In September the GovLab announced the launch of the Open Data 500 project – the first extensive study of companies that use open government data as a business resource. The study, funded by the John S. and James L. Knight Foundation, is designed to identify, describe, and analyze companies that use open government data in their businesses. Open data is free, public data that anyone can use to launch commercial and nonprofit ventures, do research, make data-driven decisions, and solve complex problems.
The goal of the study is to:
- Provide a basis for assessing the value of government data
- Help encourage the development of new open data companies; and
- Foster a dialogue between government and business on how government data can be made more useful.
The Open Data 500 project, which I direct, has consulted with a wide range of experts, done extensive online research, invited ideas from the thousands of people in the GovLab network, and done more to identify U.S.-based companies using government data in innovative ways. Yesterday, we published our initial working list of 500 companies that we believe are candidates for the final roster. We’re also posting in-depth profiles of 50 of the first companies to fill out our detailed survey– a sample of the kind of information that will be available when our final study is published in early 2014.
The project has gotten some welcome interest from all kinds of companies, from experts and researchers, from Information Week, and even from the White House Office of Science and Technology Policy. U.S. Deputy Chief Technology Officer Nick Sinai and his senior advisor, Erie Meyer, wrote a blog post yesterday giving a nod to our efforts. The Open Data 500, they wrote, “shines a spotlight on a surprising array of innovative and creative ways that open government data is being used to grow the economy – across different company sizes, different geographies, and different industries.” I found the same economic potential for Open Data in my new book, Open Data Now, which is being published next month.
Here are some of our preliminary findings:
- Economic value: Open Data is a new and emerging resource that is generating new businesses across the U.S.
- Covering many sectors: These Open Data companies are building economic value in many parts of the economy, including health, energy, transportation, finance, and others.
- Large and small, old and new: The list of companies includes startups and established businesses, ranging in size from one-person operations to companies with thousands of employees.
- Many ways to succeed: These companies are using a range of business models, including advertising, revenue from sales of services, and others.
- Making government data work better: Open Data companies use state, city, and many kinds of federal data – and their experience ranges from excellent to frustrating. Through the Open Data 500 study, companies are providing candid feedback on their experience with government data, which the GovLab plans to use to start a new dialogue between data suppliers and data users.
We now need your help to move from these early results to a more definitive picture of the Open Data landscape for U.S. business. As part of the GovLab’s commitment to openness ourselves, we’re making databases of the information we publish downloadable on the Open Data 500 site. More than that, we’re now crowdsourcing the study, asking experts, members of the public, and companies themselves to engage with our work and help us develop the study further. Here’s how you can participate when you go to the Open Data 500 website:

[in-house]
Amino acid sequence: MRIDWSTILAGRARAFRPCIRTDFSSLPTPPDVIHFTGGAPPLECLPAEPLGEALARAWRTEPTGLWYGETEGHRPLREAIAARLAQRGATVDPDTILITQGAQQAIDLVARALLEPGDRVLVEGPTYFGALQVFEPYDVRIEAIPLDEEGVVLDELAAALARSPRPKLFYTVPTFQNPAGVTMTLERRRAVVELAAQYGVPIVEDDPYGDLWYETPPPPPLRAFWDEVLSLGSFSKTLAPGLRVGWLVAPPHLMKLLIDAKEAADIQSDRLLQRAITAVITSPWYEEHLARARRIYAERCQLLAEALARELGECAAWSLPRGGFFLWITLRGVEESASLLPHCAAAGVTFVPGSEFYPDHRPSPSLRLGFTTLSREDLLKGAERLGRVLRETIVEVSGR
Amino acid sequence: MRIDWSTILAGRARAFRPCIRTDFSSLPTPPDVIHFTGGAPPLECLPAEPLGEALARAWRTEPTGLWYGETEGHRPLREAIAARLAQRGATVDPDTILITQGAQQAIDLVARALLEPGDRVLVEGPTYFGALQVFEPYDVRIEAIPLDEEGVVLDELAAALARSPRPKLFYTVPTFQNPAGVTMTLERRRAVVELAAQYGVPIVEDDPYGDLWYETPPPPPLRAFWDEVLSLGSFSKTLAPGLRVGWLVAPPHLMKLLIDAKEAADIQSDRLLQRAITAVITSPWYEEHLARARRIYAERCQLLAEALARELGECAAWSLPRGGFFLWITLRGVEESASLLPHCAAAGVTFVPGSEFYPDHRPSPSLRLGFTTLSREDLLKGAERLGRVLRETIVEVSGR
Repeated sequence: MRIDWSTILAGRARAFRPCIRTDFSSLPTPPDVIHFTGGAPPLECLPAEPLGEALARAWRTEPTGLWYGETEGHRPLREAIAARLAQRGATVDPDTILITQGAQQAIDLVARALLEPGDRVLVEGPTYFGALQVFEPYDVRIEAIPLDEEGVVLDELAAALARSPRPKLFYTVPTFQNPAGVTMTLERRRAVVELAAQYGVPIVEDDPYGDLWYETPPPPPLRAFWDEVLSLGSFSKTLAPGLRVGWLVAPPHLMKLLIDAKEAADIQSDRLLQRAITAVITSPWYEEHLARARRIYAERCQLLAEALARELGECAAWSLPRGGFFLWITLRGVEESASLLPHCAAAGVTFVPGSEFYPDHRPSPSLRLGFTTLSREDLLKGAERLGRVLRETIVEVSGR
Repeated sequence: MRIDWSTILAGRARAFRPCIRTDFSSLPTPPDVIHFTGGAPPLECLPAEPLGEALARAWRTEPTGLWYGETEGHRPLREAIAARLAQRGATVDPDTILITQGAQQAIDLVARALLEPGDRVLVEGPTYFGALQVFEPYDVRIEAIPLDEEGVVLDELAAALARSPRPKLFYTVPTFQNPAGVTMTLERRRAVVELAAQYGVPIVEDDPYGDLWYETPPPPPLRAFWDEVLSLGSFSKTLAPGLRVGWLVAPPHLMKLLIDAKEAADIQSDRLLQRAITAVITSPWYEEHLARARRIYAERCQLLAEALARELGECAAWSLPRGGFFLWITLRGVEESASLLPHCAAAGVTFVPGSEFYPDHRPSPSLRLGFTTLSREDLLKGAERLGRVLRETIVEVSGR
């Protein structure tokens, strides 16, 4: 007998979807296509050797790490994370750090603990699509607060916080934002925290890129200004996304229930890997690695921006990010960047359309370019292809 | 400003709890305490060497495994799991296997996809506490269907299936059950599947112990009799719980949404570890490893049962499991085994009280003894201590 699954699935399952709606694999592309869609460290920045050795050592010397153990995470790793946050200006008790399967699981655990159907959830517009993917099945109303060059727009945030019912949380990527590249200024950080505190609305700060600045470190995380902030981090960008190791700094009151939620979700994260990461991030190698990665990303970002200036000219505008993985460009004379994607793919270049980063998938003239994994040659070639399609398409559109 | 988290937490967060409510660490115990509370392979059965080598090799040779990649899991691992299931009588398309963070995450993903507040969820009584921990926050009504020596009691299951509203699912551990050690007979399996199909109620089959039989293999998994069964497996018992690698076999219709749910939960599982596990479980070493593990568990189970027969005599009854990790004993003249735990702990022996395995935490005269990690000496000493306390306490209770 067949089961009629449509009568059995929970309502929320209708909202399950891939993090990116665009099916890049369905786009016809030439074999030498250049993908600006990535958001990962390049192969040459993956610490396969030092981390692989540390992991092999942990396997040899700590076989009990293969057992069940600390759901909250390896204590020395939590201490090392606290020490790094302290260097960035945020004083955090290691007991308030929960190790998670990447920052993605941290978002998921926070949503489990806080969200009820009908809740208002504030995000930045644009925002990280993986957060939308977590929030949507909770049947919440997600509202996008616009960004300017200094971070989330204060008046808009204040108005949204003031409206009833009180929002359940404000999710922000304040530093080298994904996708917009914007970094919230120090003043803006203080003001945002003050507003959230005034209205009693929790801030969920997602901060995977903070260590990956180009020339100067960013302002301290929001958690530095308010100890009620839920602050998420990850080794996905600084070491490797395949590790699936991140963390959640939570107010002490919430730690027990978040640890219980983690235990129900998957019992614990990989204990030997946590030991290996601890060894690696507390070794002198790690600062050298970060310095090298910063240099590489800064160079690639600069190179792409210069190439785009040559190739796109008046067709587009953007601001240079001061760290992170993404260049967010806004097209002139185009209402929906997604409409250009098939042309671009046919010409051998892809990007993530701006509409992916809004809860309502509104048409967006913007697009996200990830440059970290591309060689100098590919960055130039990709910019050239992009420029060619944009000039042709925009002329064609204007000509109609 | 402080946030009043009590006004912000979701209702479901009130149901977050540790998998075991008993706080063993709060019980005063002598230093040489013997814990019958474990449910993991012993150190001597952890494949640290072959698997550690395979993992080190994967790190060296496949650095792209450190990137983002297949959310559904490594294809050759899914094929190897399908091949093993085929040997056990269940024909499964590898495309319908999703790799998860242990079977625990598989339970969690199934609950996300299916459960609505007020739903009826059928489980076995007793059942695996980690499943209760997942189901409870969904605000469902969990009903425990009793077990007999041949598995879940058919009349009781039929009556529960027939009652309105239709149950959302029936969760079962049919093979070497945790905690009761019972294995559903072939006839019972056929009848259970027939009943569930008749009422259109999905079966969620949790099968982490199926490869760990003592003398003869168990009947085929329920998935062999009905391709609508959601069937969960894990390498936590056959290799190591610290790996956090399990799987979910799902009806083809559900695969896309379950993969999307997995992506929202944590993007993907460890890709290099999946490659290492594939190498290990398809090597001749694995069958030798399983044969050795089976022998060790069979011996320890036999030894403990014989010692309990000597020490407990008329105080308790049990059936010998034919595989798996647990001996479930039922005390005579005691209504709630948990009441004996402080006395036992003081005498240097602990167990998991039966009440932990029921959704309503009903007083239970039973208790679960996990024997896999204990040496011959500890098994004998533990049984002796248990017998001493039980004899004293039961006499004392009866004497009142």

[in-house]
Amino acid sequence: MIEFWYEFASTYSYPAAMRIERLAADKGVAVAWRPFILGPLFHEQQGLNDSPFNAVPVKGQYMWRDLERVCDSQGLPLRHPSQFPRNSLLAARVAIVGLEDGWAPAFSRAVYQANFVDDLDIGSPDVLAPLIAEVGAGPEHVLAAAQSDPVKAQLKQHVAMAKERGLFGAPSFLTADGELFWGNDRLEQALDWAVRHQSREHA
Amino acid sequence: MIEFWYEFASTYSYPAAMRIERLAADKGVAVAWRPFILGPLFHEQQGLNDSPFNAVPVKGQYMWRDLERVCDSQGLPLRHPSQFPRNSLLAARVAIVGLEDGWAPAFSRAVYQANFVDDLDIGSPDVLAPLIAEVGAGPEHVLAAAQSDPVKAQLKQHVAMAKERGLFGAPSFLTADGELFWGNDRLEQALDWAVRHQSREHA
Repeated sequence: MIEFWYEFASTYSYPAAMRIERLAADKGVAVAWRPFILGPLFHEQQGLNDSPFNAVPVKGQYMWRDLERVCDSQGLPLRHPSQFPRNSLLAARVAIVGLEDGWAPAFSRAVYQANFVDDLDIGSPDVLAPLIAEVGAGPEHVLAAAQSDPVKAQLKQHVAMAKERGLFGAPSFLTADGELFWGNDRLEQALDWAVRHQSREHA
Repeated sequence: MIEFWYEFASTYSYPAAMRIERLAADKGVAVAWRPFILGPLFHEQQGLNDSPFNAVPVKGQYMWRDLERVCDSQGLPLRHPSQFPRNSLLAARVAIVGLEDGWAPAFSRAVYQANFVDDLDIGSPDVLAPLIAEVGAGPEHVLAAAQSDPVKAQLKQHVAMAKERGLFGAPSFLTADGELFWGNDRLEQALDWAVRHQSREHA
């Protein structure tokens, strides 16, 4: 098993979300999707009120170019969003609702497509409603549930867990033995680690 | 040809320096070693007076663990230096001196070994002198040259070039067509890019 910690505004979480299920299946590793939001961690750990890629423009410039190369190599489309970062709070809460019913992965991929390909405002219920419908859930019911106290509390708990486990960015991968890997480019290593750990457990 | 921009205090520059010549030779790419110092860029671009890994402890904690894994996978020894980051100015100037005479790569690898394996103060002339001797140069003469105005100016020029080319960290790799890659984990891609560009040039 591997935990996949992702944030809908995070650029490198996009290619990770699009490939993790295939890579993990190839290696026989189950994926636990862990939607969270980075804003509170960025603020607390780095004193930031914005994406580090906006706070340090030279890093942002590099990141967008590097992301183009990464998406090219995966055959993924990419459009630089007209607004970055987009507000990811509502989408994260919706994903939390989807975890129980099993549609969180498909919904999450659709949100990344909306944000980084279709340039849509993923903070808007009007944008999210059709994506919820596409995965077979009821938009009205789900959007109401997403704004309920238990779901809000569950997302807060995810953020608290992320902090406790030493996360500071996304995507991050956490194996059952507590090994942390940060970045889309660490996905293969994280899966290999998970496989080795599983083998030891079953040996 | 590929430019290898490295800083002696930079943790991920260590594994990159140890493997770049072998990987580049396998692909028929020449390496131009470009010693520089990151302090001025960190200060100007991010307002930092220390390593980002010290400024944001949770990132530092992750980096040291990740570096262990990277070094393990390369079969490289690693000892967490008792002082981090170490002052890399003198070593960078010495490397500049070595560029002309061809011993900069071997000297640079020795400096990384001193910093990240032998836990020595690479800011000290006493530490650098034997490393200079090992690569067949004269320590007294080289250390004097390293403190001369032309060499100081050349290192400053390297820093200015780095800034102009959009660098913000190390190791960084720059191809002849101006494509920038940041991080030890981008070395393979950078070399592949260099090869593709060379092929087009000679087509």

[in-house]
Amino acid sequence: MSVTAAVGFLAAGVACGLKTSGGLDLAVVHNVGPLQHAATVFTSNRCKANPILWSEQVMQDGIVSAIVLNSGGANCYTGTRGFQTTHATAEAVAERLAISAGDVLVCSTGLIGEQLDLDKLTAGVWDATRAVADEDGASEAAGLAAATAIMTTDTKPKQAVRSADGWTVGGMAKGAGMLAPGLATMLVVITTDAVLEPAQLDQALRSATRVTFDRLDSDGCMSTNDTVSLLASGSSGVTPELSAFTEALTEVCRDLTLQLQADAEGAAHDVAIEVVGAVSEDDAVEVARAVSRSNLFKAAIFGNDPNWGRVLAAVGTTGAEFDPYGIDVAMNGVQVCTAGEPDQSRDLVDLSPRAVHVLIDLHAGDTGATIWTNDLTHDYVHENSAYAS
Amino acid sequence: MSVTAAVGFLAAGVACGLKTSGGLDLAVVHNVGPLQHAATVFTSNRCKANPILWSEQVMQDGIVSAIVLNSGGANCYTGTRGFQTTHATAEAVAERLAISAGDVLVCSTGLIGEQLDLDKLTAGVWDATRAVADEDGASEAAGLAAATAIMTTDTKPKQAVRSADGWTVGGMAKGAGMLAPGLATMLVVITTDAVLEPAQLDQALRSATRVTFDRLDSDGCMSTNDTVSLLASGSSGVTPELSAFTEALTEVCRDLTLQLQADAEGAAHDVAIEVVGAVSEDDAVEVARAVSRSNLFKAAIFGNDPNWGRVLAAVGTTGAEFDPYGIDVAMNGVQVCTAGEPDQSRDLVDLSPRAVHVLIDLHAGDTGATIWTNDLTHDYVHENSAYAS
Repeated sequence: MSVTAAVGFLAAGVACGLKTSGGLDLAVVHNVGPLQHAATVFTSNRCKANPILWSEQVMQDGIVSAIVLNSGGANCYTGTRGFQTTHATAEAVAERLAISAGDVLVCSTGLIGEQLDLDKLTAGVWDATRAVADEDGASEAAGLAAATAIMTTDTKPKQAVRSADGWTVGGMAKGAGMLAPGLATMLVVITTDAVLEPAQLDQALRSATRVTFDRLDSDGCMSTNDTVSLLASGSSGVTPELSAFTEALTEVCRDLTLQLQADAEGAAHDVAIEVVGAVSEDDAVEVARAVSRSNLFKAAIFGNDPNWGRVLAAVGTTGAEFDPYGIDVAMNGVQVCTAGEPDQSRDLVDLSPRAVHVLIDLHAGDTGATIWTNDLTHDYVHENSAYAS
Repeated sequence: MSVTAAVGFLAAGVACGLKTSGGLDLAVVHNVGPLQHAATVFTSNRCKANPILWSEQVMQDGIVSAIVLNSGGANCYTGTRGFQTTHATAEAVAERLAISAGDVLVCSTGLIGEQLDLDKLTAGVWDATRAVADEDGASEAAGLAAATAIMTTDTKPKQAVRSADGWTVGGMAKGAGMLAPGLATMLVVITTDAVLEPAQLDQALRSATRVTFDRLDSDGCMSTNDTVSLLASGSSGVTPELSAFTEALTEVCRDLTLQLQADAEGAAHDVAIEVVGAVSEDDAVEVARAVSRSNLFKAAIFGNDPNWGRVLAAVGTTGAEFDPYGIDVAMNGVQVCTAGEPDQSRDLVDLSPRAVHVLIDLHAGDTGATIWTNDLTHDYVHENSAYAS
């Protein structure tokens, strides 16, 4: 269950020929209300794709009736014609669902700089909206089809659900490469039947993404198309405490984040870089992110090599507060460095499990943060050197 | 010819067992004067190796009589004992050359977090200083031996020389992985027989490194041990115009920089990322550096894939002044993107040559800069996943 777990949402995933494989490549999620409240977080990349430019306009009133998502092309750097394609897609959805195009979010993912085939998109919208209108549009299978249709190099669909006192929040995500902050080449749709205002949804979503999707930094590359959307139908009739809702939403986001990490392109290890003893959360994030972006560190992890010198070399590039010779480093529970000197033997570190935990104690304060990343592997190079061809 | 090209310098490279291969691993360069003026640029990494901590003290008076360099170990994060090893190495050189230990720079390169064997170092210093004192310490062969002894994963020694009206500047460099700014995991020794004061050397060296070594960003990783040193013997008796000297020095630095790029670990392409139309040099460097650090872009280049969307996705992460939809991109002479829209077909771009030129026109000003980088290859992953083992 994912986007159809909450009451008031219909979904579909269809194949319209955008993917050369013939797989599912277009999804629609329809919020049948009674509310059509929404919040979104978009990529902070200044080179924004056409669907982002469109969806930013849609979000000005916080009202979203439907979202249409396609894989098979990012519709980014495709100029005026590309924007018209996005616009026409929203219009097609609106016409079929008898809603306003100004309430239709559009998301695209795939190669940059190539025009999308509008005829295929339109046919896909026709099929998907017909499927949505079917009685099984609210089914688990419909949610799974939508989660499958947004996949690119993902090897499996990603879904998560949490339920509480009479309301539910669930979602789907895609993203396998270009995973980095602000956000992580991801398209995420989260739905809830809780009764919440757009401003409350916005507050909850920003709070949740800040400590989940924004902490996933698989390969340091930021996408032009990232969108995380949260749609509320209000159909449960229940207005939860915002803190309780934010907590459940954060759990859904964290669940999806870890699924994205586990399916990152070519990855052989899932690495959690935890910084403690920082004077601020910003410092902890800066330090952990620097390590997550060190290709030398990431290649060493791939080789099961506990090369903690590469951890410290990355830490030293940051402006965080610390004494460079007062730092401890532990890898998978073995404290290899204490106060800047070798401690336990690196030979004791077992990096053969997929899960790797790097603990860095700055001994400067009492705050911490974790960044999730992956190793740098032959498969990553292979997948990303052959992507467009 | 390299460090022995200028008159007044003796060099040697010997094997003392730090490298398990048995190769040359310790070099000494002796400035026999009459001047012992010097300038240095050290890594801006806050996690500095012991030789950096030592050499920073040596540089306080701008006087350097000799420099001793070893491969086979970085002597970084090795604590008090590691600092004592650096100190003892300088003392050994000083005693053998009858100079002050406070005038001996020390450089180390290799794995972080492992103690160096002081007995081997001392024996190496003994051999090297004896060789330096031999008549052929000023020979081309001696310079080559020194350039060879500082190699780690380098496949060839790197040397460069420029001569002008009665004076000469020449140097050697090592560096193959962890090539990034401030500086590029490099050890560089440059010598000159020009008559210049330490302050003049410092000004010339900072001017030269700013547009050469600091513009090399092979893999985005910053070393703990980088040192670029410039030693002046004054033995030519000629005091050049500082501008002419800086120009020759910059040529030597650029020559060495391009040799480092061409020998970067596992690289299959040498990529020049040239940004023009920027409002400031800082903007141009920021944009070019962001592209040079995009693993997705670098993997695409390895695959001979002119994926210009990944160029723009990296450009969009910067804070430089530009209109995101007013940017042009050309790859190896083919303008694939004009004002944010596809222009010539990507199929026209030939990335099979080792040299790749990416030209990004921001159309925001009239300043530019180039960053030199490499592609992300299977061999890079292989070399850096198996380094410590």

- If you represent an Open Data company: Please fill out our survey (if you haven’t already) to tell us about your company, the data you use, your goals, and your operations.
- If you have information about a company on our list: please use the Comment button for that company to tell us about it, or email us at email@example.com.
- If you have general information to share –such as recommending a company or giving us other information – please add to our general forum, tweet your comments to #OD500, or email us at firstname.lastname@example.org.
At the GovLab, we see Open Data as one of the key ways that city, state, and national governments can connect with their citizens and help them create new ventures. “The Open Data 500 study embodies the goals and work of the GovLab,” says Beth Simone Noveck, the GovLab’s founder and director. “The mission of the GovLab is to improve people’s lives by changing how we govern, using advances in science and technology. With the huge advances in data science that we’re seeing today, national, state, and local governments have an opportunity to release data that can immediately be put to use for business, research, and job creation.”
In addition to creating profiles of 500 U.S.-based open-data companies in the current study:
- The GovLab is beginning a parallel study of UK-based companies that use open government data in collaboration with the London-based Open Data Institute.
- Representatives of more than a dozen other nations have expressed interest in working with the GovLab to adapt the study to their countries.
- The GovLab is exploring collaborations with state government to study open data companies on a state by state basis.
- The Open Data 500 team is collecting examples of nonprofit organizations that use open data, for a possible future study.
- Finally, the GovLab is planning to use the results of the Open Data 500 study to improve the use of government data – for example, by presenting the results to IT leaders in government, convening companies together with government agencies that provide their data, or setting up online groups and forums on how government data can be made more useful.
Watch this blog for updates on the Open Data 500 as our work moves ahead.